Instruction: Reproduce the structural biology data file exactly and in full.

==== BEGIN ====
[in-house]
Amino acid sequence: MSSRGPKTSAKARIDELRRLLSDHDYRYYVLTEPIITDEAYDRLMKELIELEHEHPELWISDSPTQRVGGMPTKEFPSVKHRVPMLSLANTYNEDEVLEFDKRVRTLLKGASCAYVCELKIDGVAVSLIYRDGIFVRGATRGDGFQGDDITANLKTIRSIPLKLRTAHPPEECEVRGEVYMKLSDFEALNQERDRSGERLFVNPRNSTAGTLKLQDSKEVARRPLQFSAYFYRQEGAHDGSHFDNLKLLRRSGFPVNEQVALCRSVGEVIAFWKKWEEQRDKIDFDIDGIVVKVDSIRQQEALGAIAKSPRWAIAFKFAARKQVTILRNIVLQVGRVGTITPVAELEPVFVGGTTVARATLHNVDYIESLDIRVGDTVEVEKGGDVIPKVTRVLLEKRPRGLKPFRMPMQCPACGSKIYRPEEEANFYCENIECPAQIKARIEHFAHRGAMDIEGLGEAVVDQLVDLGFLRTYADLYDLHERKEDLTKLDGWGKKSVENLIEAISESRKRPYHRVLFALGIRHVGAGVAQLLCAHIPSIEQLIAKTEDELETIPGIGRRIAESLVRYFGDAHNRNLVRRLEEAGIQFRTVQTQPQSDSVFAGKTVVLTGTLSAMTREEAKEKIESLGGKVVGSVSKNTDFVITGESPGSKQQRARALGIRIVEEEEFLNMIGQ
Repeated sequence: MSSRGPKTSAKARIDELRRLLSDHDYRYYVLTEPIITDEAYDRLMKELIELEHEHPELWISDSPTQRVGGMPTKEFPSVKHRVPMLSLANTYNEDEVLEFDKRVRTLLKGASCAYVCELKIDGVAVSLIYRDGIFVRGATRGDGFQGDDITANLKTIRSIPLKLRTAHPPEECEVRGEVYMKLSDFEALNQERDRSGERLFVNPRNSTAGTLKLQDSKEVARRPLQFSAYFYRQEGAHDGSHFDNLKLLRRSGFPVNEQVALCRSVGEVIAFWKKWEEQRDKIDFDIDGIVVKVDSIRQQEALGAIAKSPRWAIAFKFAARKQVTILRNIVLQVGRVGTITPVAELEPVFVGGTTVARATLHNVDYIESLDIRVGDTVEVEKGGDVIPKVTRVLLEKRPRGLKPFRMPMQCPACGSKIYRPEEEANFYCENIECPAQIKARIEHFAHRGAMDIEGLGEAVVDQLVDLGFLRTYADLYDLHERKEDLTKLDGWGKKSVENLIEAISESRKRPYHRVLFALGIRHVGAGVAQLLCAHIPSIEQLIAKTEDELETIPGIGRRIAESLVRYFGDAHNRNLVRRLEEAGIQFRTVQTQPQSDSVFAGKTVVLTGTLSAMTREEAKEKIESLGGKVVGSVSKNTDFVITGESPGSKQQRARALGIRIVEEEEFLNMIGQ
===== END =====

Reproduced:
[in-house]
Amino acid sequence: MSSRGPKTSAKARIDELRRLLSDHDYRYYVLTEPIITDEAYDRLMKELIELEHEHPELWISDSPTQRVGGMPTKEFPSVKHRVPMLSLANTYNEDEVLEFDKRVRTLLKGASCAYVCELKIDGVAVSLIYRDGIFVRGATRGDGFQGDDITANLKTIRSIPLKLRTAHPPEECEVRGEVYMKLSDFEALNQERDRSGERLFVNPRNSTAGTLKLQDSKEVARRPLQFSAYFYRQEGAHDGSHFDNLKLLRRSGFPVNEQVALCRSVGEVIAFWKKWEEQRDKIDFDIDGIVVKVDSIRQQEALGAIAKSPRWAIAFKFAARKQVTILRNIVLQVGRVGTITPVAELEPVFVGGTTVARATLHNVDYIESLDIRVGDTVEVEKGGDVIPKVTRVLLEKRPRGLKPFRMPMQCPACGSKIYRPEEEANFYCENIECPAQIKARIEHFAHRGAMDIEGLGEAVVDQLVDLGFLRTYADLYDLHERKEDLTKLDGWGKKSVENLIEAISESRKRPYHRVLFALGIRHVGAGVAQLLCAHIPSIEQLIAKTEDELETIPGIGRRIAESLVRYFGDAHNRNLVRRLEEAGIQFRTVQTQPQSDSVFAGKTVVLTGTLSAMTREEAKEKIESLGGKVVGSVSKNTDFVITGESPGSKQQRARALGIRIVEEEEFLNMIGQ
Repeated sequence: MSSRGPKTSAKARIDELRRLLSDHDYRYYVLTEPIITDEAYDRLMKELIELEHEHPELWISDSPTQRVGGMPTKEFPSVKHRVPMLSLANTYNEDEVLEFDKRVRTLLKGASCAYVCELKIDGVAVSLIYRDGIFVRGATRGDGFQGDDITANLKTIRSIPLKLRTAHPPEECEVRGEVYMKLSDFEALNQERDRSGERLFVNPRNSTAGTLKLQDSKEVARRPLQFSAYFYRQEGAHDGSHFDNLKLLRRSGFPVNEQVALCRSVGEVIAFWKKWEEQRDKIDFDIDGIVVKVDSIRQQEALGAIAKSPRWAIAFKFAARKQVTILRNIVLQVGRVGTITPVAELEPVFVGGTTVARATLHNVDYIESLDIRVGDTVEVEKGGDVIPKVTRVLLEKRPRGLKPFRMPMQCPACGSKIYRPEEEANFYCENIECPAQIKARIEHFAHRGAMDIEGLGEAVVDQLVDLGFLRTYADLYDLHERKEDLTKLDGWGKKSVENLIEAISESRKRPYHRVLFALGIRHVGAGVAQLLCAHIPSIEQLIAKTEDELETIPGIGRRIAESLVRYFGDAHNRNLVRRLEEAGIQFRTVQTQPQSDSVFAGKTVVLTGTLSAMTREEAKEKIESLGGKVVGSVSKNTDFVITGESPGSKQQRARALGIRIVEEEEFLNMIGQ